Review: Psychic Self Defense Is the Most Imaginative Show in New York

Normandy Sherwood’s fabric fantasy opens at HERE.

Golden blobs dance around a troubled man in an armchair.
Ean Sheehy (center) appears in Normandy Sherwood’s Psychic Self Defense at HERE.
(© Maria Baranova)

There are few lines in Psychic Self Defense, Normandy Sherwood’s magnificently strange play at HERE. And while there are discernible characters, I couldn’t tell you a thing about their demographic backgrounds, their profit motivations within a recognizably liberal economy, or their political persuasions in our strange post-Covid, not-quite-post-Trump societal holding pattern. What a relief!

The spawn of an outsize imagination and a healthy disdain for accepted practices, Psychic Self Defense is the kind of show off-off-Broadway was made for. It’s not here to teach us a very important lesson or raise awareness of the harsh realities of life in 2023. The world depicted onstage bears little resemblance to the one you and I inhabit. It’s about puppets, trippy sound design, and cascades of outrageous fabric. HERE is specifically well-known for this kind of all-too-rare work, having presented the premiere of Basil Twist’s genre-defying Symphonie Fantastique in 1998 (reviving it in 2018). Theatergoers with warm memories of that show will want to book this hallucinatory spectacle.

It starts from the moment we enter the theater through the stage door, which immediately disorients us. A mysterious figure in black, looking like an escapee from one of Lorca’s nightmares, ushers us through several corridors of rich brocade decorated with mismatched chandeliers and sundry tassels. Our guide stops briefly to ring a bell or turn a knob on a mechanical device. What does it mean? Sherwood (who wrote, designed, and directed the piece) slyly exploits the human impulse to look for story and pattern, forcing us to lean in and take note of everything.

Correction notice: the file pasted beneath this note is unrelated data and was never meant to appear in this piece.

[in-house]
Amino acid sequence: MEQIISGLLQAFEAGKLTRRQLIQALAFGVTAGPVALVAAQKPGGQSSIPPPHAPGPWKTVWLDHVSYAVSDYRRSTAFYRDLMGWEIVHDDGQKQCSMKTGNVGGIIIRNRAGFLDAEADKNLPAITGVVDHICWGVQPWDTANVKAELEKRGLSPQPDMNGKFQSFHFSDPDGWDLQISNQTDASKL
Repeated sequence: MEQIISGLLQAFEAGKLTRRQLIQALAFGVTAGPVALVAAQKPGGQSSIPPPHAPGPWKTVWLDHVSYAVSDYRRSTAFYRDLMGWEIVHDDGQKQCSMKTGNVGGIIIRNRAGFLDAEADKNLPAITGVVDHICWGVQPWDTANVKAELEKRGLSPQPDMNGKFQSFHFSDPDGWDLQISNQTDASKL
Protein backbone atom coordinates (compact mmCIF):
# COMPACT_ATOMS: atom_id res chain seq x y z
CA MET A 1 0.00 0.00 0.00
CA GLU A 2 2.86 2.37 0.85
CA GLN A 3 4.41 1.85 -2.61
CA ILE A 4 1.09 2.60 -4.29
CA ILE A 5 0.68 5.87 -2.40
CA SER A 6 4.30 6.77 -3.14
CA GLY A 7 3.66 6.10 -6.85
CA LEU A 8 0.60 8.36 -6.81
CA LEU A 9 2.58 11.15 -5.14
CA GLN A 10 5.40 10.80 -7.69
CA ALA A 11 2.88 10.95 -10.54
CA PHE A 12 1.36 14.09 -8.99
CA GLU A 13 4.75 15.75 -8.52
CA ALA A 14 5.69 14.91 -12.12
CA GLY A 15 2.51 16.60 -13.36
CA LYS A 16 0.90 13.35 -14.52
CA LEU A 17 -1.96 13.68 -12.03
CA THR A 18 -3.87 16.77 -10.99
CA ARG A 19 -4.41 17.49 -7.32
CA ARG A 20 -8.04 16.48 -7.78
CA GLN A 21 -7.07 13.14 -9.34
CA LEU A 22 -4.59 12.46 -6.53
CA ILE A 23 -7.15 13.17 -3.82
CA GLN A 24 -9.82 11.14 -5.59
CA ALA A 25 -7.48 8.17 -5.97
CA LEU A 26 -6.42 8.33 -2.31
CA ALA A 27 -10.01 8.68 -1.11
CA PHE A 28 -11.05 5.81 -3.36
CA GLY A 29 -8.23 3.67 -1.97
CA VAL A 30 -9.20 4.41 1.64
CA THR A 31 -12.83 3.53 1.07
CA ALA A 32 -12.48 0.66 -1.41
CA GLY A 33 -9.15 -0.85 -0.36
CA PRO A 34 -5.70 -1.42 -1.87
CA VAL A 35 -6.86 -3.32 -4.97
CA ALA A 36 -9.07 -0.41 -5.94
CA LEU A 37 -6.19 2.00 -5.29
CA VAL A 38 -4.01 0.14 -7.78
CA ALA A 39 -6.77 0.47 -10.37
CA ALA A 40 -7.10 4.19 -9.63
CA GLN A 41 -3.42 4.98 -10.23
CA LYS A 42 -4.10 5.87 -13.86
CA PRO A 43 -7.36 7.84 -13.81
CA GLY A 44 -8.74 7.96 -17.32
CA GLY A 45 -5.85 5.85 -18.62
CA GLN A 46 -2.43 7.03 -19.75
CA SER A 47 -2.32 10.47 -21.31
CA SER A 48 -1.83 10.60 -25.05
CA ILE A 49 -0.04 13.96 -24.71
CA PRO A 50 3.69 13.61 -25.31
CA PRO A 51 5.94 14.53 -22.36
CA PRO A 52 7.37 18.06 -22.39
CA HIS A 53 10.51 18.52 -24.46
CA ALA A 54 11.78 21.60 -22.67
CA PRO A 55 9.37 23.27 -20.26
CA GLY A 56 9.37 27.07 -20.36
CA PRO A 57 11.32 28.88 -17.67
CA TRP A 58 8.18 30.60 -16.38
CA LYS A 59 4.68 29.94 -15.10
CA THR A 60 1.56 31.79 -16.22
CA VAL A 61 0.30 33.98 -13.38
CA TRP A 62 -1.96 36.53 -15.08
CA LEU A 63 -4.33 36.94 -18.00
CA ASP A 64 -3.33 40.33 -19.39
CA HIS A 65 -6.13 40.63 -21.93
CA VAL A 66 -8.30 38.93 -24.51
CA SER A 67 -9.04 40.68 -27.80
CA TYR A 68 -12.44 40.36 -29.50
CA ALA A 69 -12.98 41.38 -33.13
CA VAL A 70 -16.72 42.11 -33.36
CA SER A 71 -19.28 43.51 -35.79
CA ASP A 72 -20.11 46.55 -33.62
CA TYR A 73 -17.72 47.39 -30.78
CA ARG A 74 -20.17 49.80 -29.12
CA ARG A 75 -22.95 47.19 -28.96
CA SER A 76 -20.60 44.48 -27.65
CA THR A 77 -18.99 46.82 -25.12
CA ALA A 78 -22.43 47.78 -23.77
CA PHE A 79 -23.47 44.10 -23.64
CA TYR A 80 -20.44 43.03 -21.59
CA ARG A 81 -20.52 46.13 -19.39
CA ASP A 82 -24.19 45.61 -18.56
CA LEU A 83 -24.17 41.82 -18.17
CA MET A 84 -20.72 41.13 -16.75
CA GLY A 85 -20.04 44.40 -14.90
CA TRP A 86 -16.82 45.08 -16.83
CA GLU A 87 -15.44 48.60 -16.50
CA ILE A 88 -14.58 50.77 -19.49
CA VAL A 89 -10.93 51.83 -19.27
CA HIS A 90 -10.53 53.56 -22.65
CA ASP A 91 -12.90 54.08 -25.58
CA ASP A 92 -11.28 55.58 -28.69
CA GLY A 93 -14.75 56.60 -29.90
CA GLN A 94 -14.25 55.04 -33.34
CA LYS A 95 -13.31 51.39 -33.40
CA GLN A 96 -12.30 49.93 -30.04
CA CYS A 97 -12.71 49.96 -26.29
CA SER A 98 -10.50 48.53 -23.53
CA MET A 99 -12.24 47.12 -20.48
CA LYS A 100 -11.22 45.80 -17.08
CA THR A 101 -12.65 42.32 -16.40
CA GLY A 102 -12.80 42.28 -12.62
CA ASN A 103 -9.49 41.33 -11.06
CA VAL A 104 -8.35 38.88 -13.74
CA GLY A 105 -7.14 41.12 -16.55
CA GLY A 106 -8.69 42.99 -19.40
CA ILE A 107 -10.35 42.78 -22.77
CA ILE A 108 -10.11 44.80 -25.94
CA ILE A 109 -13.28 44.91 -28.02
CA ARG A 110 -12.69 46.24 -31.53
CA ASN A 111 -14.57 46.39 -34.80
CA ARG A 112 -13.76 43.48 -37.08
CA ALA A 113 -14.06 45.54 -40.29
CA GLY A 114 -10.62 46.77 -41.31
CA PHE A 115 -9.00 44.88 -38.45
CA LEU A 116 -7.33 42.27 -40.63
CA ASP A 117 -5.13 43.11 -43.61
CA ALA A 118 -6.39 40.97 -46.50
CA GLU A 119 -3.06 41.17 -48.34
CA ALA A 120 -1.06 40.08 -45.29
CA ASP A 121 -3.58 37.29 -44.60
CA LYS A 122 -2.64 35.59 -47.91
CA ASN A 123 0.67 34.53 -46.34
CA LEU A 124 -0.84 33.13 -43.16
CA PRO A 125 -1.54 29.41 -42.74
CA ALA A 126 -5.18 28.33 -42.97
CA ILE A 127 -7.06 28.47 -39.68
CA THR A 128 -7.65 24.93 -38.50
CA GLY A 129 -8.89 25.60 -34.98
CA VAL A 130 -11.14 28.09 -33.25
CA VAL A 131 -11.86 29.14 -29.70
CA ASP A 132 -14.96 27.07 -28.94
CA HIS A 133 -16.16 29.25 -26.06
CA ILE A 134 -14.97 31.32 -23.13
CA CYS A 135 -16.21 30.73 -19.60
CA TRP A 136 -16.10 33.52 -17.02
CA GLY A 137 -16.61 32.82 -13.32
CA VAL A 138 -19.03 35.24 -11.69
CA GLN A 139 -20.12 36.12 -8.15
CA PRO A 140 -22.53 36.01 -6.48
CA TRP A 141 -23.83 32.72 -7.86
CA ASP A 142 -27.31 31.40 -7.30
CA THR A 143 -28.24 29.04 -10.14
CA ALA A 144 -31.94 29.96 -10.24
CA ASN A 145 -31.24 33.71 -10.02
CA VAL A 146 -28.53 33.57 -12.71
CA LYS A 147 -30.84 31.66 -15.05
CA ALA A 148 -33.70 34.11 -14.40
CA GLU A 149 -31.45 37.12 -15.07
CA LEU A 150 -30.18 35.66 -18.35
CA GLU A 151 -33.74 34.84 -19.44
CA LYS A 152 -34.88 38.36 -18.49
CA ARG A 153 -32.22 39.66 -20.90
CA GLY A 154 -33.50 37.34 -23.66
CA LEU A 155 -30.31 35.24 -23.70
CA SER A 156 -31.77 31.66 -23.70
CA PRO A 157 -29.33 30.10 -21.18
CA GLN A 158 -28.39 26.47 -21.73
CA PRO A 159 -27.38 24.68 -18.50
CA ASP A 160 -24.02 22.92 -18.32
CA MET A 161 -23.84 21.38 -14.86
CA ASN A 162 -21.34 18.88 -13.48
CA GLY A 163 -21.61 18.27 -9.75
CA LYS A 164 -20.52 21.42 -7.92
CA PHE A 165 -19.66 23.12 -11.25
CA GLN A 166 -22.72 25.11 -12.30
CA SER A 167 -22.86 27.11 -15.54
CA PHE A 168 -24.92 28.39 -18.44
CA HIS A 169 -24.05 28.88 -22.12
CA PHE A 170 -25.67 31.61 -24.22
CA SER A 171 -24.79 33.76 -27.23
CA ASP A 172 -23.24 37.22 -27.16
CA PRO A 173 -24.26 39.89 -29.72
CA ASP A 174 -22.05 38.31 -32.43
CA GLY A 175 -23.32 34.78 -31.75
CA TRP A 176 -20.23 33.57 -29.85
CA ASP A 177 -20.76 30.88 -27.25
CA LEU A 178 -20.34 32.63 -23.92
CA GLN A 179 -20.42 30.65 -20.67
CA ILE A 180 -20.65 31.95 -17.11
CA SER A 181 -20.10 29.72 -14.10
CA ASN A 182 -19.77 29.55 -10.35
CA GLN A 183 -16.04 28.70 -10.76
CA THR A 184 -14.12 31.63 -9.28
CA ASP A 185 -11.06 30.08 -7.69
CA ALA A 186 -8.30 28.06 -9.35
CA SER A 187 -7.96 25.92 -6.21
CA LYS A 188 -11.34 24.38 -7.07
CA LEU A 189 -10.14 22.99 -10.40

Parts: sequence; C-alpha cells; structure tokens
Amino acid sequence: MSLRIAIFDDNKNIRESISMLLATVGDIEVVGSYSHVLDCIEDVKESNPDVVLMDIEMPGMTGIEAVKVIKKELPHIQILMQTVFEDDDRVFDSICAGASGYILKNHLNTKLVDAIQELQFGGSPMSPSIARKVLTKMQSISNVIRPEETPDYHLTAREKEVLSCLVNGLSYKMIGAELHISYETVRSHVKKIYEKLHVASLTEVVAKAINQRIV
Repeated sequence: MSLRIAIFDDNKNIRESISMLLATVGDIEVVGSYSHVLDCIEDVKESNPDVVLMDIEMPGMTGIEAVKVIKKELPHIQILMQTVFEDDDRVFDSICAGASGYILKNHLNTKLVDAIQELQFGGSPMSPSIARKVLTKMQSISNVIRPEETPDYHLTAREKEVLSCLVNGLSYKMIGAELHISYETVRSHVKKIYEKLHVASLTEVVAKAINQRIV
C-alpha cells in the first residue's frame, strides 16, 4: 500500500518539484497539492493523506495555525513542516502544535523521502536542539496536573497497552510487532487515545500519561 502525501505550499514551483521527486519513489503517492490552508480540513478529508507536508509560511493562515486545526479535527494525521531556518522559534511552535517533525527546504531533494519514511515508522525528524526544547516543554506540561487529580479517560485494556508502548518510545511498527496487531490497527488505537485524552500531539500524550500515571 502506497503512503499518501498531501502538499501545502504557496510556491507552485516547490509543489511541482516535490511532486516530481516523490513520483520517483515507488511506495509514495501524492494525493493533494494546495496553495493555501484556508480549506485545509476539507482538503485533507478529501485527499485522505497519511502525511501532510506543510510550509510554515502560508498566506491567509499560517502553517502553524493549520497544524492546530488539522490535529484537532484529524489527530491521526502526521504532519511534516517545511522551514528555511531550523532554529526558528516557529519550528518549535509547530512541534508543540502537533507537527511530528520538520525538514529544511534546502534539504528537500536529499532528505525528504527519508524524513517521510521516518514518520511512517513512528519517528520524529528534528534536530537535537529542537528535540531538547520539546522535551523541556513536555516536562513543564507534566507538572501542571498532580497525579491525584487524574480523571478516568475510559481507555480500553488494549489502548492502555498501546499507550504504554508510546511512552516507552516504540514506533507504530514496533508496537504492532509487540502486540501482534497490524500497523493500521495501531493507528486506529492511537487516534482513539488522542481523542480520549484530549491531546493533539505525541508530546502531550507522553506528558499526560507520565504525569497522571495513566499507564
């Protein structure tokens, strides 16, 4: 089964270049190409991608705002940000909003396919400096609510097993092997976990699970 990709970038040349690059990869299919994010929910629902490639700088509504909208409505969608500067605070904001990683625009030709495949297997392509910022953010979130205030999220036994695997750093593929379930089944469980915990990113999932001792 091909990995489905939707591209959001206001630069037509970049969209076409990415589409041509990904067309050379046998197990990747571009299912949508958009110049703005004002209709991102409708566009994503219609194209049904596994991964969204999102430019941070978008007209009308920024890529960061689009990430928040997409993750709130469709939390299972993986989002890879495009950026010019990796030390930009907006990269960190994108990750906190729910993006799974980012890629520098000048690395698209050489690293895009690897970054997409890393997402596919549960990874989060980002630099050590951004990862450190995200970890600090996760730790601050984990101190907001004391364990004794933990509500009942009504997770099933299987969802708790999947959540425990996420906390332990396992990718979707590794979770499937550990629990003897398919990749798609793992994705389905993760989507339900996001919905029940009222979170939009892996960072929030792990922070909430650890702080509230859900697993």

A woman waves and smile from within a curtain.
Nikki Calonge stars in Normandy Sherwood’s Psychic Self Defense at HERE.
(© Maria Baranova)

The story, as far as I can tell, is about a man (Ean Sheehy) and woman (Nikki Calonge), both of whom are committed to mastering the art of “psychic self defense” (a phrase first coined by the British occultist Dion Fortune in her 1930 book). They silently meet in the psychic realm, where they are confronted with three bells hanging from the ceiling. She rings one and is hit with a big tangle of golden party streamers, leaving her in a state of euphoria (Calonge’s megawatt smile is the most joyous aspect of the production). Sheehy’s palpable dread offers the inverse as he fights off handsy blobs of cloth and attempts to remain dispassionately in control of his wits. A potted plant glides across the stage and he looks profoundly disturbed. But she is too busy assimilating into the drapes to care. They’re a textbook juxtaposition of a good and bad trip, like Goofus and Gallant for stoners.

While the thought is tempting, I wouldn’t recommend viewing Psychic Self Defense while high, as Craig Flanagin’s 360-degree sound design and original music have the potential to prod you into a state of paranoia (although I’m perhaps more like the man than the woman in this story). Fuzzy distortion and abrupt beeps and bumps give way to a murderous chord as the lights (by Christina Tang) shift and the curtain falls.

A tassel whirls around the stage.
A scene from Psychic Self Defense, created and directed by Normandy Sherwood.
(© Maria Baranova)

And there’s always a curtain falling and rising, twisting and unfolding, or dancing a do-si-do with another curtain. Sherwood’s marvelous creations include several proscenium stages reimaging as nesting dolls and a man-sized forked tongue. Covered in fringe and wild pink fishnet, Calonge attends what appears to be a royal ball with the king and queen of the tassels. I occasionally wondered if I was witnessing a high-concept advertisement for Mood Fabrics.

These alien figures parade across the stage seamlessly and in constant motion thanks to the hard work of the remaining members of the cast (Kate Brehm, Elyse Durand, Adrienne Swan, and Daniel Allen Nelson, who also did the scenic and rigging design) and stage manager Max Mooney. It all has the vibe of giddy children creating worlds out of the schmatte under mom’s sewing machine — but it takes an awful lot of skill to maintain that playful illusion without any cloth getting snagged in a caster.

Psychic Self Defense is an exuberant reminder that theater makers don’t have to be teachers or missionaries. Sometimes, they can create extraordinary things by embracing pure imagination.

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Psychic Self Defense

Closed: September 30, 2023